With the high cost of nitrogen fertilizer, farmers need to get optimum use of the product. Reviewing their management plan and making needed changes can potentially save money without compromising yield.
Most recent research shows it takes about three quarters of a pound of nitrogen per bushel to reach corn’s maximum yield potential, but some producers use much higher rates, said John Grove, University of Kentucky College of Agriculture soil and crop management specialist. With today’s high cost of nitrogen, using it more efficiently, and thereby lowering rates, can have a major impact on profitability.
UK has been using corn-nitrogen trial data for more than 50 years to determine rates to recommend to Kentucky growers. As a result of these long-term trials, Grove said UK researchers know that tillage, soil drainage, previous crop, winter field cover and timing of nitrogen applications make a difference in nitrogen need. There are other factors in individual fields that can affect a crop’s ability to take up nitrogen, including stand problems, root development problems and water availability. Understanding these factors in their fields will help farmers determine their nitrogen needs.
Grove said, in his experience, 10 to 25 percent of farmers in any given area are using more nitrogen than necessary. That represents a serious opportunity for efficiency improvement, he said.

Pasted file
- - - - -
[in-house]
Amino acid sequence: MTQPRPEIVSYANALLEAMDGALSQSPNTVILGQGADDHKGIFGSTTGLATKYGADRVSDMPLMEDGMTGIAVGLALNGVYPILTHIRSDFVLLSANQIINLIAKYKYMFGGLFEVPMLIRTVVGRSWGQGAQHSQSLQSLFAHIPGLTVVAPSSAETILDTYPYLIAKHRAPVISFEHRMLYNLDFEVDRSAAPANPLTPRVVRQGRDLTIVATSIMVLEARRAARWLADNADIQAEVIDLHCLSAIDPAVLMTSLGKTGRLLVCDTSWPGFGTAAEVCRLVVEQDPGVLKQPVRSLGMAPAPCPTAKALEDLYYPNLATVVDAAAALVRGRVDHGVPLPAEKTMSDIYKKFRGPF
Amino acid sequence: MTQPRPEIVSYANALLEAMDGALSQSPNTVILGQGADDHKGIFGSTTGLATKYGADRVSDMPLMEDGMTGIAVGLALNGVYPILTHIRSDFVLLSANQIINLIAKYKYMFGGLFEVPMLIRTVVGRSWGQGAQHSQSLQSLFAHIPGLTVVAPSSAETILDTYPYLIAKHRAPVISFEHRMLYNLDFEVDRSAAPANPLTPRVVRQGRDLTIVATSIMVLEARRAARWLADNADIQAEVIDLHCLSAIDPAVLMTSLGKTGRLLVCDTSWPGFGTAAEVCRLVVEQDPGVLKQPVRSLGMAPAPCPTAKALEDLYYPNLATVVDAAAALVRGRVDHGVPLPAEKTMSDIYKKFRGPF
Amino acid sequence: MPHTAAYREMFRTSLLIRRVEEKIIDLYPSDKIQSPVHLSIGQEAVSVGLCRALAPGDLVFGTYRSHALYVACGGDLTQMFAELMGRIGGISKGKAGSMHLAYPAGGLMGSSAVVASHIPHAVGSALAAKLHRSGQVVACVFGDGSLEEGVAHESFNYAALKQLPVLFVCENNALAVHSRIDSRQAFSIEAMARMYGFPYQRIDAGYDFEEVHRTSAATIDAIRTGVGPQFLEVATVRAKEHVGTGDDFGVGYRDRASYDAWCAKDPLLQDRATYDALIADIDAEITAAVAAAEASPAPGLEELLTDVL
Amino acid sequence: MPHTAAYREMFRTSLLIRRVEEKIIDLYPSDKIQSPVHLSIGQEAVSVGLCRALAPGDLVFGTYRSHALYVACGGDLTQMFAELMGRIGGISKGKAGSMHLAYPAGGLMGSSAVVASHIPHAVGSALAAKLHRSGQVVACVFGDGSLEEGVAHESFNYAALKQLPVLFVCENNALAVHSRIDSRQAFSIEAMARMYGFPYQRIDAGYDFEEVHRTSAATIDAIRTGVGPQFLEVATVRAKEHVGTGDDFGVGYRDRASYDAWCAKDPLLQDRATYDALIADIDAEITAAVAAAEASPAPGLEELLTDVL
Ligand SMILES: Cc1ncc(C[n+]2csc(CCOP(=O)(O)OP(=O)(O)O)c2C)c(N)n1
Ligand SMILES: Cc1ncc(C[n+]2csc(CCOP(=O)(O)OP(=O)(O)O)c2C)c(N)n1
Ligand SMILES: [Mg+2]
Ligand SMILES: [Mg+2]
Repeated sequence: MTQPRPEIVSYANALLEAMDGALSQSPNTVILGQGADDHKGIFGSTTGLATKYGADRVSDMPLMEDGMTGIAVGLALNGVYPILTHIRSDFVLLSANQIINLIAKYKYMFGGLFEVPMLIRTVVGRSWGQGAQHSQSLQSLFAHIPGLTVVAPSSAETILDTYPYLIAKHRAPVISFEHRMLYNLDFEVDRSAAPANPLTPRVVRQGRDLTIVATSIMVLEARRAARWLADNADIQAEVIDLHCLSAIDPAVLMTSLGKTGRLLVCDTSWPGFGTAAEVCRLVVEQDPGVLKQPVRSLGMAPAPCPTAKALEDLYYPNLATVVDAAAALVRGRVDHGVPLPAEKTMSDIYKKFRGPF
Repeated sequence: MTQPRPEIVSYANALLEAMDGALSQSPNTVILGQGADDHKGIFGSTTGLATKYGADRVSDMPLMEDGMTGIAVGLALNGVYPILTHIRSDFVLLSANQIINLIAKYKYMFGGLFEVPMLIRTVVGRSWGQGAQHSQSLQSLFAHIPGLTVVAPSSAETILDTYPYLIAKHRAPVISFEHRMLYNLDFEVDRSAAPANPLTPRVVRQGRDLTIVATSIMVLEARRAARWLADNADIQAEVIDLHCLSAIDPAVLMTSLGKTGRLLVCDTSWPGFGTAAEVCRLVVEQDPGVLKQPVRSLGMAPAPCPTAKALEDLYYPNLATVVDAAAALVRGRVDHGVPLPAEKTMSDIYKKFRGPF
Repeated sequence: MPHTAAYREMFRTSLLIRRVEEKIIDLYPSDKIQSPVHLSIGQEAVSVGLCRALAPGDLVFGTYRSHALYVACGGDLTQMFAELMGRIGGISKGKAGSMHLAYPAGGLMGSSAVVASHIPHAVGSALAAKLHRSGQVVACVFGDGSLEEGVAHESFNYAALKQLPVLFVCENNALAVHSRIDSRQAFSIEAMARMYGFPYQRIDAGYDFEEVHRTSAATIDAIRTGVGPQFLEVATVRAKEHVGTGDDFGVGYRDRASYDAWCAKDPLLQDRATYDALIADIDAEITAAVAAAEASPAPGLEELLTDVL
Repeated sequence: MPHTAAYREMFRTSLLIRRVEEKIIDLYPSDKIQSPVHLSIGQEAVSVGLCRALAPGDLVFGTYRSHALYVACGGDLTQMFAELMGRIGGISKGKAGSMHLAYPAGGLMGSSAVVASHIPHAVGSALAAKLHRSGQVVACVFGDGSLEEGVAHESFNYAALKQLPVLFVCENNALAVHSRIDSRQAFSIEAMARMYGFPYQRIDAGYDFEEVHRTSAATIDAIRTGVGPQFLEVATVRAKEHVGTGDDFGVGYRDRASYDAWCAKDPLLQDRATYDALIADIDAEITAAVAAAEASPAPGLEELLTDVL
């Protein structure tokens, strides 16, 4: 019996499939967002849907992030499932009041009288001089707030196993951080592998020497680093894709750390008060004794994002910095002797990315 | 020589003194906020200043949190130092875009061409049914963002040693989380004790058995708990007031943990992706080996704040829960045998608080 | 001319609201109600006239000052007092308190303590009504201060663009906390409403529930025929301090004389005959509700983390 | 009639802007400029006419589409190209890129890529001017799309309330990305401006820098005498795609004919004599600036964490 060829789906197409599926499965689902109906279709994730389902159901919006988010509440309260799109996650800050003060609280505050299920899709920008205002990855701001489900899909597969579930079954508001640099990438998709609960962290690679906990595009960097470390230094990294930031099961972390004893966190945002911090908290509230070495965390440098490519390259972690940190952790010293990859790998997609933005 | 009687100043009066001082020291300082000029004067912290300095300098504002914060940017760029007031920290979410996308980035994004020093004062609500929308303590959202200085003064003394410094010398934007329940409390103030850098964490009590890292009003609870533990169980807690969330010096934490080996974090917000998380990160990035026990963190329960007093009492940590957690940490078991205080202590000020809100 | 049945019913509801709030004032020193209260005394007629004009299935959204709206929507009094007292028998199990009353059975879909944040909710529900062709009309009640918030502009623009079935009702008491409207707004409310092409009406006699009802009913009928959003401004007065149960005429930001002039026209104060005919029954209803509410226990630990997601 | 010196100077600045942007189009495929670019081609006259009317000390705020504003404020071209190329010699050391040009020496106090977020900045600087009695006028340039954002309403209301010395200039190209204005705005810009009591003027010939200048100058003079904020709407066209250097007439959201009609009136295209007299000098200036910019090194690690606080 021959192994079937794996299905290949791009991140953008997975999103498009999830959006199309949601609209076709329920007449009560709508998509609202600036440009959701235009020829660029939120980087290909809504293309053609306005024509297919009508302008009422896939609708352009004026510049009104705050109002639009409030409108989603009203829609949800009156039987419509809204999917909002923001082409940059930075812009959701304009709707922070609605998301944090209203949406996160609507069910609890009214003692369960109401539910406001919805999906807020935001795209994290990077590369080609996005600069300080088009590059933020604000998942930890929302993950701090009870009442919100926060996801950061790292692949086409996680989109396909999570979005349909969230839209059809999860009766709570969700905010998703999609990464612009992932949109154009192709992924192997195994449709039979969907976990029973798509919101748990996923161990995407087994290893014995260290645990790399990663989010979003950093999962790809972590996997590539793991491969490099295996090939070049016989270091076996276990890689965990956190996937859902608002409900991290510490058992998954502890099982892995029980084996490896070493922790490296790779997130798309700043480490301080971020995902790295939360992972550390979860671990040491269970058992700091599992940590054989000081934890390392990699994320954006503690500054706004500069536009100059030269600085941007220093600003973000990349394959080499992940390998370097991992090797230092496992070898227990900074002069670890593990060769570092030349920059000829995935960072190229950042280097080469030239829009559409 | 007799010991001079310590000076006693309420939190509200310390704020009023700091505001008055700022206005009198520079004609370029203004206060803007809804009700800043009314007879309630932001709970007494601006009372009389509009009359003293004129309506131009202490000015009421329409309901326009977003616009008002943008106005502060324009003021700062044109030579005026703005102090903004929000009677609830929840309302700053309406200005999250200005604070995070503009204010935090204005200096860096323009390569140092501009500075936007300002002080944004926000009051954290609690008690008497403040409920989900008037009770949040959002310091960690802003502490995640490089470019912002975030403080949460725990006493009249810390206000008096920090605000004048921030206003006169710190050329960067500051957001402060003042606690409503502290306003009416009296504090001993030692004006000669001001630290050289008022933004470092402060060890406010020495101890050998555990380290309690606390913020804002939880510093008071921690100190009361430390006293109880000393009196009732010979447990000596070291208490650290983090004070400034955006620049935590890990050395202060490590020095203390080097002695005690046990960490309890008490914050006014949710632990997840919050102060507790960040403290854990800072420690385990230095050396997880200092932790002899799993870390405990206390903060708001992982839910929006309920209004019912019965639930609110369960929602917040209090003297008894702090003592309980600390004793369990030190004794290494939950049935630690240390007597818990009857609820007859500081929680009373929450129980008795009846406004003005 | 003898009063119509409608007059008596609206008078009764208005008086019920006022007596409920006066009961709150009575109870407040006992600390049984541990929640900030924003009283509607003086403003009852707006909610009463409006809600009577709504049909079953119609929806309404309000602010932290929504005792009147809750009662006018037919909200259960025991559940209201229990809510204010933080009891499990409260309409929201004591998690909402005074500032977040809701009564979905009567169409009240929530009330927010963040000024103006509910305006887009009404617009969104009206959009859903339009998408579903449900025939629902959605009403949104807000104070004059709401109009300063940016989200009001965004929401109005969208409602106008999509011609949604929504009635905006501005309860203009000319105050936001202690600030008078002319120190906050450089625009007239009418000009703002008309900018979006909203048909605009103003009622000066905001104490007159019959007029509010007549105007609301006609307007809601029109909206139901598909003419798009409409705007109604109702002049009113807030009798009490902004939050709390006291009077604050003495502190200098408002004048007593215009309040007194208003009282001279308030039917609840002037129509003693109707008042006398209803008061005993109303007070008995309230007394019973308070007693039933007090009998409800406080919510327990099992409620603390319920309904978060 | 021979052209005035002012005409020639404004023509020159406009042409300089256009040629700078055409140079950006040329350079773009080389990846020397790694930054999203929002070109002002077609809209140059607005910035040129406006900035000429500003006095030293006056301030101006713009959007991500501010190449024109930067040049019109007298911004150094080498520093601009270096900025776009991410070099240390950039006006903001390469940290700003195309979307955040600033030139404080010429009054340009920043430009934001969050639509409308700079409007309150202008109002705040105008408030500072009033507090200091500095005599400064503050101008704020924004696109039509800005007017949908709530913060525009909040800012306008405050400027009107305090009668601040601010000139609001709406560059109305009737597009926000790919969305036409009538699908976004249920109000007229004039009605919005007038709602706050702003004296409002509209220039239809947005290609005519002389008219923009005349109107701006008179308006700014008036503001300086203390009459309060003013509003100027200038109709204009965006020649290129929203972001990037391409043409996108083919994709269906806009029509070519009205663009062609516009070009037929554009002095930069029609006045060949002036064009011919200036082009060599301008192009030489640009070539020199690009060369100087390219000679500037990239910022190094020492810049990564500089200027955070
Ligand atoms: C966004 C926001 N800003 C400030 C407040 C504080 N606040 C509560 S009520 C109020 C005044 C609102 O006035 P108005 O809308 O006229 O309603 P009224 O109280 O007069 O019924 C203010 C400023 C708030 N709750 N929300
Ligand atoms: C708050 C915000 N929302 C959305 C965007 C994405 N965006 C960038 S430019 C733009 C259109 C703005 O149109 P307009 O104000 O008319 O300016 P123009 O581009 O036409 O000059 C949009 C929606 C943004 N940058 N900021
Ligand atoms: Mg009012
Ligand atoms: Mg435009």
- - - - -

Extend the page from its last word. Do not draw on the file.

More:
“I’ve actually heard producers say, ‘I know that field has a problem so I’m going to give it an extra 25 units of nitrogen and snap it out of it.’ Well, you’re not,” he said. “That nitrogen is not going to be able to snap that crop out of a compaction or soil structure problem. It’s not going to help you when you’re not in an optimal crop rotation. It’s not going to make up for genetics or the fact that your plant population is above or below what that soil will support.”
If drainage is a problem or there is substantial residue from a previous crop, then the farmer will want to look at ways to reduce loss of nitrogen into the air through denitrification or volatilization.
Placing nitrogen in the soil beside the rows can reduce the likelihood of both volatilization and immobilization, therefore reducing the need to use higher nitrogen rates. Timing of the application also plays a role. The optimal timing depends on when the crop is planted, expected crop development and soil wetness.
Well drained soils offer the greatest flexibility but give the least response to delayed application or split applications, Grove said. Therefore, nitrogen can be applied prior to planting or via side-dressing (placing it beside the row when corn is 4 to 8 inches tall) with little effect on yield.
Poorly and somewhat poorly drained soils offer the least flexibility because they give the most response to delayed and split applications. The nitrogen loss problem with these soils is denitrification, so applications prior to planting and at planting offer the greatest potential for this loss. Delaying application until the crop is growing offers the best chance of getting the nitrogen to the plant when it needs it.
With pre-plant and at-plant applications, it is also important to consider using a product containing a nitrification inhibitor as these reduce denitrification loss potential on the wettest soils if side-dressing is not possible, he said.
“If you’ve got some wet fields you should be side-dressing at least two-thirds of your nitrogen on these,” Grove said. “If you do that you can reduce your total nitrogen rate by 35 pounds per acre. So, on your wettest 1,000 acres of corn ground, with a nitrogen cost of $0.40 per pound, you’ll save about $14,000.”